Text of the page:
OpenIDEO is an open innovation platform. Join our global community to solve big challenges for social good. Sign up, Login or Learn more

Teen Pregnancy in Costa Rica

Interviewd a young leader, Angela, who devotes to educating people about sex education and reproductive health in Costa Rica

Photo of Yu-Hsuan Lin
2 1

Written by

Background of Interviewee

Angela Delgado Corrales has a degree in political science. She is an active volunteer in a feminist group which devoted to educating people about sexual and reproductive health and the rights women have in the Costa Rican health system. She mainly focuses on consultant methods and preventing pregnancy. Moreover, since abortion is illegal in Costa Rica, she works to legalize abortion.

Teen pregnancy

Our problem in Costa Rica is lack of information about sexual education. In Costa Rica, medication and public health is free and was provided by their state. We have a big issue about adolescent pregnancy and the rate of adolescent pregnancy is higher than poor countries like Pakistan and Zimbabwe. In Costa Rica, 16 percent of all births are among girls under 18, and in rural and coastal areas the rate rises to as much as 27 percent. In most of the teen pregnancy cases, especially girls who are 10-14 years old, their newborn’s father are older than 30 years old. The main problem is that they don’t have the right to decide what method of contraception they want to choose. Those girls only have two options: pills or injectables. Furthermore, since Costa Rica is a Catholic country and Catholic church opposes abortion, the girls who get pregnant cannot control their body and have to give birth.

Lack of sex education and information about reproductive health

The Catholic church opposes sex education in primary and high school. Their family is also Catholic or Christian, then they can’t talk about family planning methods in their house either. Hence, young people know nothing about sex education and even do not have any information about the reproductive health system. For example, emergency contraception is legal in Costa Rica, but their state doesn’t provide it. So women don’t have access to these methods either. Furthermore, since Catholic church opposes abortion, those contraceptive methods are regarded as a form of abortion and people are afraid of using them.

Rape happened in Costa Rica

 Around 500 girls younger than 15 are forced to have children each year, and these children come from men older than 30. These rapes happen because there is no consent, no education, and no information for them to have consensual sexual relations, with information. For us, this is a big problem. Most men in Costa Rica know what condoms are and also understand how to use them, but they refuse to use it.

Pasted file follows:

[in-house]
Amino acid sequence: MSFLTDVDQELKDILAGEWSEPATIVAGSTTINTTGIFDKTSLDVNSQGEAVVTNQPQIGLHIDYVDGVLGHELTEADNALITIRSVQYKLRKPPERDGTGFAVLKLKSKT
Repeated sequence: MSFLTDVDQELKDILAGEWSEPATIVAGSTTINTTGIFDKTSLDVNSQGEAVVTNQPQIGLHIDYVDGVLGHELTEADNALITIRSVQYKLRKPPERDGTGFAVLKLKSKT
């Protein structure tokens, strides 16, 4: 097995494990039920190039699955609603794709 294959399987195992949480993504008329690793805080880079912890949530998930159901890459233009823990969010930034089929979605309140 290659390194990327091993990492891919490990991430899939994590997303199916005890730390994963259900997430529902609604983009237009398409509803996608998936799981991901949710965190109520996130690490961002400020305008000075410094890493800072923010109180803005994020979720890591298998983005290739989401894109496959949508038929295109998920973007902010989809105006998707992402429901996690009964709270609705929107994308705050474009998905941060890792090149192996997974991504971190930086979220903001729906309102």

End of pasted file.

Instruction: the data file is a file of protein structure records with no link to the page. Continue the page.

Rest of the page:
How to improve the health system and sex-ed in Costa Rica

First, we need a sexual education program not only for women and teenagers but also for men and doctors. Second, we need to teach people not only sexual education but also gender equality. Third, we need to legalize abortion since now abortions are allowed in Costa Rica only to preserve the life or physical health of the woman. Abortions are illegal in almost all cases, including when the pregnancy is a result of rape. Women will be sent to jail because of abortion. 


Join the conversation:

Photo of Will Hsu

It is hard to believe to see the facts that those people are not having sexual and reproductive health education but also allow so many tragic unwanted sex happening. I agree that a structured and well-designed sexual education program should be the first priority and I think to make it more efficiency, the government should also do something about it too.
Throughout many people's research, it is the lack of proper sex education that lead to more sexual problems like sex violence, teenage pregnancy, and HIV..etc. Even though it is easy for us to think of the solutions, the social climate, the traditional culture and religion belief are some obstacles for pushing this kind of evolutional ideas. So I think how to make people have more access to the right and clear information might be a good start.

Photo of Anne-Laure Fayard

Thanks Yu-Hsuan Lin for sharing this interview, which provides a lot of rich insights. A few that came up to my mind:
1. general lack of education and body awareness for these young girls.
It reminded me a few posts. Here are 2:

2. Sexual violence. See in particular Cherisha's post highlighting a similar issue in Haiti:

3. power of religion and culture
This has been highlighted by multiple posts in various countries. You might find Beto post about a program run by a priest interesting:

4. Need to take a holistic / system view and include all stakeholders in the education initiative: girls / women, boys / men and doctors. I wonder why your interviewee thought doctors should be involved.

5. power imbalance: men know about condoms but they don't want to use them and the young girls (back to point 1) don't necessarily know about them.
This highlights a similar issue:

5. the issue of abortion and need to have also political solutions

I saw this program which aims to share contraception while respecting privacy:
What do you think of this initiative?

Thanks again for sharing. Looking forward to seeing how this informs the ideation phase.